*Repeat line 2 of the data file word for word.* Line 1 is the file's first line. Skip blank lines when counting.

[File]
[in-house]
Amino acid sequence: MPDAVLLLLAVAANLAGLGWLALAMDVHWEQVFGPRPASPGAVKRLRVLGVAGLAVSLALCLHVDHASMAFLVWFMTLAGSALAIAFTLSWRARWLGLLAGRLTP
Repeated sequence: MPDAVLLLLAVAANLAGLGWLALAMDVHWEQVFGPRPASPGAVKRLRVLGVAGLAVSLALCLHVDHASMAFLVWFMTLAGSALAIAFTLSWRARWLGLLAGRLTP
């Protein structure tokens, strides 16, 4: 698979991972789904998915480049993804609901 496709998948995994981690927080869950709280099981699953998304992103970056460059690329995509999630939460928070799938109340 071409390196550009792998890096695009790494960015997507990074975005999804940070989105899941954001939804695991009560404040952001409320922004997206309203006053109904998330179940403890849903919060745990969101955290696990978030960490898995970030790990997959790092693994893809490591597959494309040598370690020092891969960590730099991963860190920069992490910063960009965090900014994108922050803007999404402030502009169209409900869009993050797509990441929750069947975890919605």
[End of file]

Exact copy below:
Amino acid sequence: MPDAVLLLLAVAANLAGLGWLALAMDVHWEQVFGPRPASPGAVKRLRVLGVAGLAVSLALCLHVDHASMAFLVWFMTLAGSALAIAFTLSWRARWLGLLAGRLTP